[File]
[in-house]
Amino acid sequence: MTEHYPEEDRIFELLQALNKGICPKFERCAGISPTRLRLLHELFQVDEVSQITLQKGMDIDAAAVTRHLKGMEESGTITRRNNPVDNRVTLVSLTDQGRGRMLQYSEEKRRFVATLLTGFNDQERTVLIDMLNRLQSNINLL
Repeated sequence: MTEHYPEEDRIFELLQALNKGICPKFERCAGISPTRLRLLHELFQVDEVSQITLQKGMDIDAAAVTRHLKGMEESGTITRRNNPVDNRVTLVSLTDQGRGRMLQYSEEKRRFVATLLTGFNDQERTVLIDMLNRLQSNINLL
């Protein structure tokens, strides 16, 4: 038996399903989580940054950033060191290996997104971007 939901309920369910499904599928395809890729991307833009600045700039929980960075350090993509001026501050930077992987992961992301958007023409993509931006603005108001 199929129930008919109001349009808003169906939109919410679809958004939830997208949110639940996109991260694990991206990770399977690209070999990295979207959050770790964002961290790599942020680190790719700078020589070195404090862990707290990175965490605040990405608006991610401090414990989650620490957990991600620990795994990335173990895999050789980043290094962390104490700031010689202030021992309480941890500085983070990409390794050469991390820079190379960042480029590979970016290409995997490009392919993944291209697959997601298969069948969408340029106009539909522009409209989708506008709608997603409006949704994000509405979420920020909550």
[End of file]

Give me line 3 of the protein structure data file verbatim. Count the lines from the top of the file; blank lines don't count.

Repeated sequence: MTEHYPEEDRIFELLQALNKGICPKFERCAGISPTRLRLLHELFQVDEVSQITLQKGMDIDAAAVTRHLKGMEESGTITRRNNPVDNRVTLVSLTDQGRGRMLQYSEEKRRFVATLLTGFNDQERTVLIDMLNRLQSNINLL